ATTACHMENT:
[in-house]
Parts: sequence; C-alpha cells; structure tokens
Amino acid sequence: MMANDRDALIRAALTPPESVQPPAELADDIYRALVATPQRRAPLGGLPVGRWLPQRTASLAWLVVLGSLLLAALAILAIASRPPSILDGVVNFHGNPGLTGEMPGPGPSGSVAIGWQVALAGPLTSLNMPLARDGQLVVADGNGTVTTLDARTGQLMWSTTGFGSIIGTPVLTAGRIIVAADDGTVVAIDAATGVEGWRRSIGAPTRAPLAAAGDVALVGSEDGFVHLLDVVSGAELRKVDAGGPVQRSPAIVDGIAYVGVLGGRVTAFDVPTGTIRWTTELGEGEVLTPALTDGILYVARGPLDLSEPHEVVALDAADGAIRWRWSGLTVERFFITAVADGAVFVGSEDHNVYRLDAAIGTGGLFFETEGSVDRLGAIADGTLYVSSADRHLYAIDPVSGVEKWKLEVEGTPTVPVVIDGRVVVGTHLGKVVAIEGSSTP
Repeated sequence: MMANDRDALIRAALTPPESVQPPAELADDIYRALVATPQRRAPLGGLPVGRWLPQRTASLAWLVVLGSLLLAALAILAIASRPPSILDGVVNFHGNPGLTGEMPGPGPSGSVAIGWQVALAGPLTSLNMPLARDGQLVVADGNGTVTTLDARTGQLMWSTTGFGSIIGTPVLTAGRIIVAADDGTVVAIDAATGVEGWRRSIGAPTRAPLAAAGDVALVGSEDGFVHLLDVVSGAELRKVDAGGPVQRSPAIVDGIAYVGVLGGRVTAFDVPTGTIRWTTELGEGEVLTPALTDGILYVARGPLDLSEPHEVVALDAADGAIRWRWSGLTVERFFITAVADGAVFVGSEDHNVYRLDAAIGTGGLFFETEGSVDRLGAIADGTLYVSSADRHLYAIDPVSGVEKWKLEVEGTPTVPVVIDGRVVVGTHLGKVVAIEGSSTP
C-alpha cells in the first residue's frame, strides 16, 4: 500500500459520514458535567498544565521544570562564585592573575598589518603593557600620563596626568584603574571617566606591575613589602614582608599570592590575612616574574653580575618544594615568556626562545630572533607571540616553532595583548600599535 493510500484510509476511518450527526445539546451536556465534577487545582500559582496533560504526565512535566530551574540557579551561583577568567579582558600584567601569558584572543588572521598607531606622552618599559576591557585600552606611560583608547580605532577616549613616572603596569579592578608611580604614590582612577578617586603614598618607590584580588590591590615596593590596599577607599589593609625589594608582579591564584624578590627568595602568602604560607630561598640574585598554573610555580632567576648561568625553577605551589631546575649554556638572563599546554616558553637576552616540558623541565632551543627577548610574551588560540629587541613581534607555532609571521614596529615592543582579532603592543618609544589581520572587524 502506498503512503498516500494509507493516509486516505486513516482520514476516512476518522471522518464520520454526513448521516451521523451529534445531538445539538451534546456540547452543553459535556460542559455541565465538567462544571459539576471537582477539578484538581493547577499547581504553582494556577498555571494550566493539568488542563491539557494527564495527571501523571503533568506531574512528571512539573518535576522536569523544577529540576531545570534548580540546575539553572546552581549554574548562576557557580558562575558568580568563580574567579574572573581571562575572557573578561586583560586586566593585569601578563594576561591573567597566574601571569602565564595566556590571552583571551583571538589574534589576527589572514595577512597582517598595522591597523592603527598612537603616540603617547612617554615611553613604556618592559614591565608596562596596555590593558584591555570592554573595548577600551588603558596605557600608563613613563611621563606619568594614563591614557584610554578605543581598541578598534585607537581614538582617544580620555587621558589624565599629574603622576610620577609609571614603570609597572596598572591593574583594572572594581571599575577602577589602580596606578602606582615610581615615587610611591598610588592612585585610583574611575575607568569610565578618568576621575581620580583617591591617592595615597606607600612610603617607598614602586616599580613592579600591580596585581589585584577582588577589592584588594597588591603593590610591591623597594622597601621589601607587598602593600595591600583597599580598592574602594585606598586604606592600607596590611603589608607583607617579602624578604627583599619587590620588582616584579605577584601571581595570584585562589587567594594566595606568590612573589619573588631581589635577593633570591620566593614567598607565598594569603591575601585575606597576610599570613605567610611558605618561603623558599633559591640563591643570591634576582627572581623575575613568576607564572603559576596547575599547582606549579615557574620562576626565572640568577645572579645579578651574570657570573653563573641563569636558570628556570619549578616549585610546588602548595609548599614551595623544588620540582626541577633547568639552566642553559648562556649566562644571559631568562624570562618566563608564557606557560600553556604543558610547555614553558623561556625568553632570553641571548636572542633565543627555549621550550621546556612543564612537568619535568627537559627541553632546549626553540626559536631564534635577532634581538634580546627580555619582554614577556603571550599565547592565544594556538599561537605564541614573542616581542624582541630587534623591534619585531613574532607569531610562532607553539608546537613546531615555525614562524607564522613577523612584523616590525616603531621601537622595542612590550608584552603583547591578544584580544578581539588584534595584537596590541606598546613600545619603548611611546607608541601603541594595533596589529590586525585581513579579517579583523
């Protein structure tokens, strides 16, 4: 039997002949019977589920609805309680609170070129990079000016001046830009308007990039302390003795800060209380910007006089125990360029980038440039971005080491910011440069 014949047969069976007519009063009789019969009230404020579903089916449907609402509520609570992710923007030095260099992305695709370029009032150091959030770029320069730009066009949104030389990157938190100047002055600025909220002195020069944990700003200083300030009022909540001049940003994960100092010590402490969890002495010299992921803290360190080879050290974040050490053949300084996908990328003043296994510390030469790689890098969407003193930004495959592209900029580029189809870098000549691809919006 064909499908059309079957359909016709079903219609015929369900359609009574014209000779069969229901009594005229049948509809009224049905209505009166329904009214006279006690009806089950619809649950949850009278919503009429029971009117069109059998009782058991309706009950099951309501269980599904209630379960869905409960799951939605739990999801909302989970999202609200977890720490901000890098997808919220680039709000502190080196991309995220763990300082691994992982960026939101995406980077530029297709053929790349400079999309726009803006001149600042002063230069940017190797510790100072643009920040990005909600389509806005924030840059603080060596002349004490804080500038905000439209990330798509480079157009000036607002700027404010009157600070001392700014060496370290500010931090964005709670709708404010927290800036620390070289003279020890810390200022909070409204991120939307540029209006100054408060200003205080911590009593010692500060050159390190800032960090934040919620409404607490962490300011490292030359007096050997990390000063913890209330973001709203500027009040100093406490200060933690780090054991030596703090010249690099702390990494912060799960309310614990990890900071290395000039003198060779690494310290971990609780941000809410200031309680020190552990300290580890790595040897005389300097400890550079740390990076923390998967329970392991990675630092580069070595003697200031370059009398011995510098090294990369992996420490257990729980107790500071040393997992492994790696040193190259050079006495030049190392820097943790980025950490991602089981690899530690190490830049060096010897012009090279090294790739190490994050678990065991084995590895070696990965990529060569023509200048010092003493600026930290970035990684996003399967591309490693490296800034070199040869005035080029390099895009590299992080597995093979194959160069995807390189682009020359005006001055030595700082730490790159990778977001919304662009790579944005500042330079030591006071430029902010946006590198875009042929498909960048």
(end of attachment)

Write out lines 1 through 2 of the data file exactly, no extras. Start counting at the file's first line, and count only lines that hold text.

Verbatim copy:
[in-house]
Parts: sequence; C-alpha cells; structure tokens